However, more than this, he was repulsed by a willingness in anti-slavery men to sacrifice American institutions in order to achieve their aims. William Lloyd Garrison, one of the leading activists of the day, became convinced that the entire Republic was a failed venture and proceeded to publicly burn the Constitution as a sign of his disgust and repudiation. While most abolitionists were not so extreme, many were beholden to a zeal that gave way to similar rashness. This tendency caused Lincoln to bemoan that American liberty was threatened most by “the increasing disposition to substitute wild and furious passions, in lieu of the sober judgements of the court.”
In contrast, it was with that same sober judgement that Lincoln plotted a course to permanently free the slaves. Although deeply melancholic, he was not a man prone to overwhelming passions—in his personal, professional, or political life. On the contrary, his presidency is characterized by a politics of prudence. Although he knew beyond doubt that slavery is evil—he once told three delegates from the embattled border state of Kentucky, “I am naturally anti-slavery. If slavery is not wrong, nothing is wrong. I cannot remember a time when I did not so think, and feel.”—his slow, measured, and obsessive adherence to the Constitution (despite the challenge of interpreting it in the unprecedented context of the Civil War) put him at odds with the vehemence that infected many abolitionists. As eminent Lincoln scholar Allen Guelzo has noted, the president was inclined to reject romantic notions of moral absolutism. He relied heavily on compromise and patience.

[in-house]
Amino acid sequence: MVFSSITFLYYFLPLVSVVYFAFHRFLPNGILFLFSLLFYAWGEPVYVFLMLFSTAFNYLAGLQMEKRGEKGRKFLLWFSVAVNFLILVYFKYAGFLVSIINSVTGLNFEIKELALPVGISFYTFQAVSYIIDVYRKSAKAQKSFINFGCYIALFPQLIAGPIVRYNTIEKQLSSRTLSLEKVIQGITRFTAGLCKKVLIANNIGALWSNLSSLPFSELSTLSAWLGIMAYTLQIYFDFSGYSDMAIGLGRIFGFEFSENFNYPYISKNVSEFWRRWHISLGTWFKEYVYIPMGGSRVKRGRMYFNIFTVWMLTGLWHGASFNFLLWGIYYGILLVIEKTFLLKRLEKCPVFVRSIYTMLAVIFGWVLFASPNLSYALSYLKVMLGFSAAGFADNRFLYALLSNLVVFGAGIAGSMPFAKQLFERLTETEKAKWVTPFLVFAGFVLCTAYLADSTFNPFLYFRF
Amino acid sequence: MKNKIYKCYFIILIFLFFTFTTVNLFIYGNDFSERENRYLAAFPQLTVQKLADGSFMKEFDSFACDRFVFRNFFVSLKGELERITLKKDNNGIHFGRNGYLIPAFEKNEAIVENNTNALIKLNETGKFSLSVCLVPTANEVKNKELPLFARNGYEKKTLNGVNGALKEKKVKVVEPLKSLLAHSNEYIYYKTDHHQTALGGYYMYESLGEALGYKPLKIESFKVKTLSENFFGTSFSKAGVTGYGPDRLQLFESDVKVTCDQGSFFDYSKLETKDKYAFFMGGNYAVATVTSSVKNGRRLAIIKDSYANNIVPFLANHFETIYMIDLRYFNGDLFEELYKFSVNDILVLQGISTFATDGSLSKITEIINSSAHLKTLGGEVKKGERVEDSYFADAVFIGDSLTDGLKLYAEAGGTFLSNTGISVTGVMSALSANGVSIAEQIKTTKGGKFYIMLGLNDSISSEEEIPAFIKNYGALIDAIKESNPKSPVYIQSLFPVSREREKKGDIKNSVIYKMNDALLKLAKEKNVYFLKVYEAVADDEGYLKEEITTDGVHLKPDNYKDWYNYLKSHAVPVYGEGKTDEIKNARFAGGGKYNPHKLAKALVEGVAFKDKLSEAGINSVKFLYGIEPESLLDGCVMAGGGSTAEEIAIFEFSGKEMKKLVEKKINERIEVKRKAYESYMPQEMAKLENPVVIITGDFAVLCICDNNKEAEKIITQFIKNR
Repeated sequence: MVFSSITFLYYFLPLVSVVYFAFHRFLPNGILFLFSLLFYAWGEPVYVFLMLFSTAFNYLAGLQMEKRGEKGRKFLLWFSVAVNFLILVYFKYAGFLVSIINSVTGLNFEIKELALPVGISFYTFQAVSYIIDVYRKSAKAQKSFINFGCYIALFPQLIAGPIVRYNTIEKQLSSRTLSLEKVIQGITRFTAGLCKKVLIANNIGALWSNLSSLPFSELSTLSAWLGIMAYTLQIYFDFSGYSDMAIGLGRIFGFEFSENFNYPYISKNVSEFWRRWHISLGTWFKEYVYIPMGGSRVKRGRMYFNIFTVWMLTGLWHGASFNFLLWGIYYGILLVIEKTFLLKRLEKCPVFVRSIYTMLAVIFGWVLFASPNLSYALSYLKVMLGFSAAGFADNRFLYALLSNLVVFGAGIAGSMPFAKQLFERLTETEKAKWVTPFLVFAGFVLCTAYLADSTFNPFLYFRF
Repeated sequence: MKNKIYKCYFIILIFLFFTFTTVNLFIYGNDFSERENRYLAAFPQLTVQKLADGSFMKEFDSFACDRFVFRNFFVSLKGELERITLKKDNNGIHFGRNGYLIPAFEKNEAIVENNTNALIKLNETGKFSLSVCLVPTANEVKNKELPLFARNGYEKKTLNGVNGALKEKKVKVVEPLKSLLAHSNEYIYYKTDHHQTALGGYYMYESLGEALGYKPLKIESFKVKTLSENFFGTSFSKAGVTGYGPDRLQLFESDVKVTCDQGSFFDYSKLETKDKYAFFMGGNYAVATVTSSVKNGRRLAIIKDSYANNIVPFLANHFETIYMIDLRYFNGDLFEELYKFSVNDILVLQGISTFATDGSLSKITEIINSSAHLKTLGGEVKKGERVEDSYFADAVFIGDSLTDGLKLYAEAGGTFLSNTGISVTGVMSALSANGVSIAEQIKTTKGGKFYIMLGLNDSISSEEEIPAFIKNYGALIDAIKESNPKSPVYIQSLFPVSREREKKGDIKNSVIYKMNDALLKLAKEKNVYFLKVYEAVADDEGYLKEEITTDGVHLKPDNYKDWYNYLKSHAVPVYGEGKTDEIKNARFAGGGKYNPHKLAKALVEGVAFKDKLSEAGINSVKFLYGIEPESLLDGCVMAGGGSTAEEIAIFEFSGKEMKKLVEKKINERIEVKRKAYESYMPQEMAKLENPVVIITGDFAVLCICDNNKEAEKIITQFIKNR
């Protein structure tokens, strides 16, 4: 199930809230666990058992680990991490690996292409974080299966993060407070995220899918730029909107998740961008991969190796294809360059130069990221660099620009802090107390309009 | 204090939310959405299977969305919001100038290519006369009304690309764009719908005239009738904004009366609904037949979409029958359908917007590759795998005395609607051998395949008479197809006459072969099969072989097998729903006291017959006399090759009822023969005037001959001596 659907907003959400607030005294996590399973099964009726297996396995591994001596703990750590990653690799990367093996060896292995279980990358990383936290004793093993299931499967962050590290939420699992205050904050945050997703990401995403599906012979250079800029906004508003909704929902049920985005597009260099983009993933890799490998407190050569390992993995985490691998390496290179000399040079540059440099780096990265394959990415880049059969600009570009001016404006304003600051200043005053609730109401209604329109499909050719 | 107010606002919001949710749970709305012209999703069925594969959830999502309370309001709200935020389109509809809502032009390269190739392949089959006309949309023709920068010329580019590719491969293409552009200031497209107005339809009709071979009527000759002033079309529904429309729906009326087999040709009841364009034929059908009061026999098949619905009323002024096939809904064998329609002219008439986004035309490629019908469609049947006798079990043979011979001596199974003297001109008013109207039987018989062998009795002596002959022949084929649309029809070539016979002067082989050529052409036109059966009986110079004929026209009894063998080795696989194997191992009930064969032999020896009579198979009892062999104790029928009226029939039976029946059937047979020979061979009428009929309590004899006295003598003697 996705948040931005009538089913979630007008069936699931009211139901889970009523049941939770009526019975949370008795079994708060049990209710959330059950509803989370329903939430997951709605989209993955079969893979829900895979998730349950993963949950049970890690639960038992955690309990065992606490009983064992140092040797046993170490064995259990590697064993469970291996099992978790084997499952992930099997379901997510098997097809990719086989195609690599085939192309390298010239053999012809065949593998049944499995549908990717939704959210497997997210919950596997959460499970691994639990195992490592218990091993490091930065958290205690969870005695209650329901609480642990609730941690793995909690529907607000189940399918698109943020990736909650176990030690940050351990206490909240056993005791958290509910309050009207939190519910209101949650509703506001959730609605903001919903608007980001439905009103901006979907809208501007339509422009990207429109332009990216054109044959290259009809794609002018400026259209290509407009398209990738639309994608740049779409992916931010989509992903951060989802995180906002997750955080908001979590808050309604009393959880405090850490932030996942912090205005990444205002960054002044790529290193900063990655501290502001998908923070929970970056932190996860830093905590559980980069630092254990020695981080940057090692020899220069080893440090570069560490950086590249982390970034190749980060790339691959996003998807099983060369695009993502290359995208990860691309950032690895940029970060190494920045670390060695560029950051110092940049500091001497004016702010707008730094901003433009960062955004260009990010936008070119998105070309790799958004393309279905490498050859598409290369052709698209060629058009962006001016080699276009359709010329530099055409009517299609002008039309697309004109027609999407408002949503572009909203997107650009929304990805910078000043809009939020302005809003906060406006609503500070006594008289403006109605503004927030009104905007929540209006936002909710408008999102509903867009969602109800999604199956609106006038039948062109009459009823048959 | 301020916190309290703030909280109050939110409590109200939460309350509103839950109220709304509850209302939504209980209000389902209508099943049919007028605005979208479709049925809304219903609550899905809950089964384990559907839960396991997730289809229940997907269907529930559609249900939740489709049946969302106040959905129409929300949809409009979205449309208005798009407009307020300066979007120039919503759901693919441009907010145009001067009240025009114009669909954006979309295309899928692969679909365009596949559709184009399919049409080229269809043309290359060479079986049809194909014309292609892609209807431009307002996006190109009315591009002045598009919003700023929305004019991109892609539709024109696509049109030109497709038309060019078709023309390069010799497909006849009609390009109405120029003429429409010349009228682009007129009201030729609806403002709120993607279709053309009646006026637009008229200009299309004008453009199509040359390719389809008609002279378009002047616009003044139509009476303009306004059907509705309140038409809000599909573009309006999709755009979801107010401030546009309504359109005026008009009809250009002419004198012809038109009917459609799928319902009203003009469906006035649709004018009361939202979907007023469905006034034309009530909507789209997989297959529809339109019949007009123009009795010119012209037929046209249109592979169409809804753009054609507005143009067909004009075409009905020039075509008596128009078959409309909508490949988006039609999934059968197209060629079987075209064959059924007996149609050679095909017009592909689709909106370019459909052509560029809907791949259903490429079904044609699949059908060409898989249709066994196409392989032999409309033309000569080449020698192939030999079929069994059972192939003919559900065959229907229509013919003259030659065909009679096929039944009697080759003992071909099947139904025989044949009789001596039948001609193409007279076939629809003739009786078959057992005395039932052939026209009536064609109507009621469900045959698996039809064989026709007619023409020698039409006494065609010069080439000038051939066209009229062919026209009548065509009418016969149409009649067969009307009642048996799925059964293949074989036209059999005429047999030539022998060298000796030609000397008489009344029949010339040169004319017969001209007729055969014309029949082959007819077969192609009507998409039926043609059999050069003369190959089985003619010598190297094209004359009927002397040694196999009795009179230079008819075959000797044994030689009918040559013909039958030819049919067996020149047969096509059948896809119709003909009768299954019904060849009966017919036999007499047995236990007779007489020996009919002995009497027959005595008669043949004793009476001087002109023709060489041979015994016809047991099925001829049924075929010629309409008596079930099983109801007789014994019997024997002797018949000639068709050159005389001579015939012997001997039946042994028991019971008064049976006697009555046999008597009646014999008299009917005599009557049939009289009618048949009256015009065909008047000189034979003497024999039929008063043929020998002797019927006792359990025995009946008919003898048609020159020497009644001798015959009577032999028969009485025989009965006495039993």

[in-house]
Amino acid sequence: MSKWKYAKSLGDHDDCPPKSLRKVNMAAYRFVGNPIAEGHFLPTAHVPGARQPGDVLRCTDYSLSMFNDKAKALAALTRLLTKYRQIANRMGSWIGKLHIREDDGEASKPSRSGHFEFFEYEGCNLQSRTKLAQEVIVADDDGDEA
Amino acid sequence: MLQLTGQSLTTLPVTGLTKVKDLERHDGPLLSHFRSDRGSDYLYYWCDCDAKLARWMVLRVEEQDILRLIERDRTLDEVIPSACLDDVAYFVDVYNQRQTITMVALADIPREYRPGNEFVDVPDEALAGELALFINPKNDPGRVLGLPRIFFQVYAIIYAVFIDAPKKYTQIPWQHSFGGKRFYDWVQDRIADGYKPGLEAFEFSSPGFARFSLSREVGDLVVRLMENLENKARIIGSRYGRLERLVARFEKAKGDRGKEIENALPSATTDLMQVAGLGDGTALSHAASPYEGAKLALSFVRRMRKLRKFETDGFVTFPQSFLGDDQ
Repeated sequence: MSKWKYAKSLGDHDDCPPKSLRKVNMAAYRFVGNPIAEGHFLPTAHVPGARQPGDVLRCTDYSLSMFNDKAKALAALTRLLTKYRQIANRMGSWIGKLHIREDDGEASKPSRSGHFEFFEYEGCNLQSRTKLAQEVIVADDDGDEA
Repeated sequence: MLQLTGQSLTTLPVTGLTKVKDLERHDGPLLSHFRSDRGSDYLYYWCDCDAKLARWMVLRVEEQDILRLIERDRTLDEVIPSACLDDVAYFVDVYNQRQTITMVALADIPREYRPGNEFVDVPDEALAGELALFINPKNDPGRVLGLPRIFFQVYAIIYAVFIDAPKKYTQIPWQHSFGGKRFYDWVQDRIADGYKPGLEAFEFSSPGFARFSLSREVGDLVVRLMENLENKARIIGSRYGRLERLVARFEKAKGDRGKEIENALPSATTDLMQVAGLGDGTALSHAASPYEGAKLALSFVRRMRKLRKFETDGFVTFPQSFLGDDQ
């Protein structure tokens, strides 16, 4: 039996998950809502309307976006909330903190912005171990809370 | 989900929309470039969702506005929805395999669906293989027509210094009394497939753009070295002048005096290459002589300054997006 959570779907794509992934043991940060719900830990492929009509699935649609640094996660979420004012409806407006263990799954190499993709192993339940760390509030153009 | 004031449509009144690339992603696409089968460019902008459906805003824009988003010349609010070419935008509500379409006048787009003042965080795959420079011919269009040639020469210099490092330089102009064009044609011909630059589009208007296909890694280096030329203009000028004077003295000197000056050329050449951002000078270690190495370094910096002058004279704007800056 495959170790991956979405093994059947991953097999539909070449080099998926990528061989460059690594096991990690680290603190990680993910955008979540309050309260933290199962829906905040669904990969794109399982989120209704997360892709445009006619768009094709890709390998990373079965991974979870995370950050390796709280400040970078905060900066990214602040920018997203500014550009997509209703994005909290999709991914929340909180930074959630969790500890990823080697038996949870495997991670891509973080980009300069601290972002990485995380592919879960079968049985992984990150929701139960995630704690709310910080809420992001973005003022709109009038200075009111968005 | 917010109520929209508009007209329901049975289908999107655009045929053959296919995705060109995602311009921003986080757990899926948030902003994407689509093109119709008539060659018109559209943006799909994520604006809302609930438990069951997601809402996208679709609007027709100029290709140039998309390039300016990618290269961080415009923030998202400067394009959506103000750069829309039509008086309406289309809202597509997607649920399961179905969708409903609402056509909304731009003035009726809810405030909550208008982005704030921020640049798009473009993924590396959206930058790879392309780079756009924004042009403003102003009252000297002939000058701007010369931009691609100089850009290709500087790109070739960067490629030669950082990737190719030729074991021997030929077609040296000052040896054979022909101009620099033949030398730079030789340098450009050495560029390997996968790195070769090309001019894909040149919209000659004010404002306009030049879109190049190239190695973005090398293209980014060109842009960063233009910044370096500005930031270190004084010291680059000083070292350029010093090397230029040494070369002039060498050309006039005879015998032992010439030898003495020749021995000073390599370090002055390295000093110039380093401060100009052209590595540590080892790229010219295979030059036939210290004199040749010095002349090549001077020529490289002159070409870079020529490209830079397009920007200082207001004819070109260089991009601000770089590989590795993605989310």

This understanding contextualizes his response to Horace Greeley: “if I could save the Union without freeing on slave, I would do it.” For although his sentiments were drawn to abolition, his actions were constrained by the parameters of his office. “I have never understood that the Presidency conferred upon me an unrestricted right to act officially upon this judgment and feeling.” This is not a sign of weakness, but instead serves as a testament to his wisdom in drawing reason, means, and conclusion into his political life. Where abolitionists insisted on taking any route to achieve their aims, Lincoln understood that, for slavery to be truly and fully destroyed, he must attain this end through the institutions that give political shape to American society. It was in this spirit that he exhorted his fellow Americans, saying: “Don’t interfere with the anything in the Constitution. That must be maintained, for it is the only safeguard of our liberties.”